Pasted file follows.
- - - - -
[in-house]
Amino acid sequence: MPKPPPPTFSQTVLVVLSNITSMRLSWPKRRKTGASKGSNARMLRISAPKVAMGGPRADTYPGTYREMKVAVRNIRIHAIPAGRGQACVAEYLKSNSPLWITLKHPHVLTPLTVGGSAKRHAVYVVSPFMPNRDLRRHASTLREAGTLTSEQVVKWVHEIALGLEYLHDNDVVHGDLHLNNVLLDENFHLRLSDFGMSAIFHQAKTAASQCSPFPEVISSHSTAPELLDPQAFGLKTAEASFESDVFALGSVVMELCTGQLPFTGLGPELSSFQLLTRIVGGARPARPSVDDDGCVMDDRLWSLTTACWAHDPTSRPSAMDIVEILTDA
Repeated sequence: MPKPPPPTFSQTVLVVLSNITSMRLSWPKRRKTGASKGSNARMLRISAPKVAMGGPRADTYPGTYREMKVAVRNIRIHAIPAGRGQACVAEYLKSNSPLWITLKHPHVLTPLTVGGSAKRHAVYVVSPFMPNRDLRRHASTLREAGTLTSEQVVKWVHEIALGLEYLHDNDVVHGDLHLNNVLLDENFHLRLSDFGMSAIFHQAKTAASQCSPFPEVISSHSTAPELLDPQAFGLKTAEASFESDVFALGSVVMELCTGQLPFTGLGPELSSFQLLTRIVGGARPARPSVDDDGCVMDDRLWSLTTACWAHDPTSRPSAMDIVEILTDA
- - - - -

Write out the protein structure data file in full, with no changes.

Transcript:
[in-house]
Amino acid sequence: MPKPPPPTFSQTVLVVLSNITSMRLSWPKRRKTGASKGSNARMLRISAPKVAMGGPRADTYPGTYREMKVAVRNIRIHAIPAGRGQACVAEYLKSNSPLWITLKHPHVLTPLTVGGSAKRHAVYVVSPFMPNRDLRRHASTLREAGTLTSEQVVKWVHEIALGLEYLHDNDVVHGDLHLNNVLLDENFHLRLSDFGMSAIFHQAKTAASQCSPFPEVISSHSTAPELLDPQAFGLKTAEASFESDVFALGSVVMELCTGQLPFTGLGPELSSFQLLTRIVGGARPARPSVDDDGCVMDDRLWSLTTACWAHDPTSRPSAMDIVEILTDA
Repeated sequence: MPKPPPPTFSQTVLVVLSNITSMRLSWPKRRKTGASKGSNARMLRISAPKVAMGGPRADTYPGTYREMKVAVRNIRIHAIPAGRGQACVAEYLKSNSPLWITLKHPHVLTPLTVGGSAKRHAVYVVSPFMPNRDLRRHASTLREAGTLTSEQVVKWVHEIALGLEYLHDNDVVHGDLHLNNVLLDENFHLRLSDFGMSAIFHQAKTAASQCSPFPEVISSHSTAPELLDPQAFGLKTAEASFESDVFALGSVVMELCTGQLPFTGLGPELSSFQLLTRIVGGARPARPSVDDDGCVMDDRLWSLTTACWAHDPTSRPSAMDIVEILTDA